The Daily Parker

Politics, Weather, Photography, and the Dog

Sometimes I hate being right

A few months ago, when Chicago finished its 10th warmest winter (followed by its warmest spring ever), I predicted a warm summer. Actually, the state climatologist predicted a warm summer, and I repeated this prediction.

Regardless, the mechanics are simple. Warm winters and springs keep Lake Michigan warm, which means come summer the lake can't absorb as much heat on hot days. This means, all things equal, a warm spring leads to a warm summer. (Oddly, though, warm summers have no effect on winter temperatures.)

How accurate was the prediction? Well, so far, this summer is worse than 1988:

The brutally hot and often bone-dry summer of 1988, serves as a benchmark for hot summers in the Chicago area. That year produced more 32°C and 38°C temperatures than any other on the record books here—47 and 7 respectively.

By June 19, the 1988 season had logged 10 days of 32°C temperatures. The long-term average of 90s [Fahrenheit] by June 19 has been just three. That means this year has been producing 90-degree days faster than one of the most prolific heat-generating summers in the Chicago area's history.

Someday I'll have a summer house in northern Saskatchewan. For the next three months, though, I expect to be uncomfortable.

Out of the apartment, into the cloud (part 1)

Before coming to 10th Magnitude, I was an independent consultant, mostly writing software but occasionally configuring networks. I hate configuring networks. And yet, since 2008, I've had a 48U server rack in my apartment.*

A “U” is 25mm, so this means I have a 1.2 m steel rack behind an antique dressing screen in my living room home office, which sits between my dining room and my bedroom in a compact apartment in Chicago:

It looks modest enough, yes?

On the server rack are three 2U and one 1U rack servers. Behind the server rack is an old desktop box that got drafted for server duties. All of these machines have cooling fans that whirr constantly. Under the servers are the routers, uninterruptible power sources, and wires that connect the servers with the rest of the world:

I spent about $10,000 on the servers and the rack in the last decade. All of the servers are nearing the ends of their lives—the newest is from 2008—and need replacing soon. Plus, every month since then they've used about $90 per month in electricity. They need air conditioning, too, which costs another $30 or so in the summer beyond what I'd spend on my own comfort, because the bastards create a lot of heat.

Imagine my glee when, about two weeks ago, Microsoft began offering a new configuration for its cloud-based Azure platform that dropped the price of moving (most) websites into the cloud under $15 per month. That, combined with the onset of summer in Chicago, pushed me over the edge. I am now committed to getting the server rack out of my house by the end of September. This will accomplish three things:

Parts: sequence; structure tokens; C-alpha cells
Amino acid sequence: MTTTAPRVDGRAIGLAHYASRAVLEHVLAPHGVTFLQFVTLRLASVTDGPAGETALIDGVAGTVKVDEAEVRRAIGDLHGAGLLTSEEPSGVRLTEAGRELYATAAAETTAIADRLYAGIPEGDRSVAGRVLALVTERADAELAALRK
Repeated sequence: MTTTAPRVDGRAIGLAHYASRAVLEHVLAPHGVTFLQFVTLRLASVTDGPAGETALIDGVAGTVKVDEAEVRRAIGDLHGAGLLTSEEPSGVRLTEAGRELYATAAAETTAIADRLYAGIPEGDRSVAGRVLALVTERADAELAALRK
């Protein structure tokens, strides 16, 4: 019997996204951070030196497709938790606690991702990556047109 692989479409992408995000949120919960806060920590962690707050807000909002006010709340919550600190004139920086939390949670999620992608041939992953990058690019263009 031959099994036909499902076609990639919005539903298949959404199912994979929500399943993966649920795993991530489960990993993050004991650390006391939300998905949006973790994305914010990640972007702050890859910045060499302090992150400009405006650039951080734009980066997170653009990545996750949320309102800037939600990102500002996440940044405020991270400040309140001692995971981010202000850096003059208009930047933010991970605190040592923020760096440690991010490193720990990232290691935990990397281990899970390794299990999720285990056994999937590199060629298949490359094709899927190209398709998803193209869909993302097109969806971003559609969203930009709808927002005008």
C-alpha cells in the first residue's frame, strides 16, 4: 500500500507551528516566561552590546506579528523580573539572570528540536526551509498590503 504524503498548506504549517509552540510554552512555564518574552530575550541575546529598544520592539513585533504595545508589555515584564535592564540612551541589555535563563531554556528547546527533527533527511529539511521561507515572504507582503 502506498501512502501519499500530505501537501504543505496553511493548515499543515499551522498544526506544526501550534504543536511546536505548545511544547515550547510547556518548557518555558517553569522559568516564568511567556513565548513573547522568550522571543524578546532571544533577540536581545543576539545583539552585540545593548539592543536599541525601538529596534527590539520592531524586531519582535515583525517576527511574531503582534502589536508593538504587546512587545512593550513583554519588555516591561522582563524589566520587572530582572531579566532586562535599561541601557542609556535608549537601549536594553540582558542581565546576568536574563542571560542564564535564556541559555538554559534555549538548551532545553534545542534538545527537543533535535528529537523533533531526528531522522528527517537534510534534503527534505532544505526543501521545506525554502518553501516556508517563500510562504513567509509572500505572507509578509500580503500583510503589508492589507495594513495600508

• It will cost less;
  • It will be quieter; and
  • Someone else can deal with the hardware and network maintenance.

I’ve already started. Over the weekend I moved my email to Microsoft Exchange Online, which costs $4 per month per mailbox, and so far works better than my old Exchange server. As just one example, if the power goes out in my apartment while I’m traveling, I won’t lose email connectivity.

Tomorrow I’ll describe the process in detail. Spoiler: the only thing that made me swear was getting my mobile phone connected.

* Before 2008, the rack was in my office in Evanston. I didn’t want to keep the office when I moved to Lincoln Park, so the servers moved in with me "just to save money." Never a good idea.

DHS order halts immigration actions against kids

The Dept. of Homeland Security announced today that most undocumented immigrants brought to the U.S. as children will not be deported:

Those who demonstrate that they meet the criteria will be eligible to receive deferred action for a period of two years, subject to renewal, and will be eligible to apply for work authorization.

“Our nation’s immigration laws must be enforced in a firm and sensible manner,” said [Homeland Security] Secretary [Janet] Napolitano. “But they are not designed to be blindly enforced without consideration given to the individual circumstances of each case. Nor are they designed to remove productive young people to countries where they may not have lived or even speak the language. Discretion, which is used in so many other areas, is especially justified here.”

The order affects people who arrived before turning 16, are still under 30, have lived here for at least 5 years, and have demonstrated through school or military service and staying out of jail that they're the kind of people we want to keep.

I'd like to see Congress actually pass comprehensive immigration reform that grants citizenship to military veterans and grants permanent residence to people who finish two years of college, but that's crazy talk. The GOP doesn't want poor, huddled masses yearning to breathe free, whether they come from Mexico or Mississippi.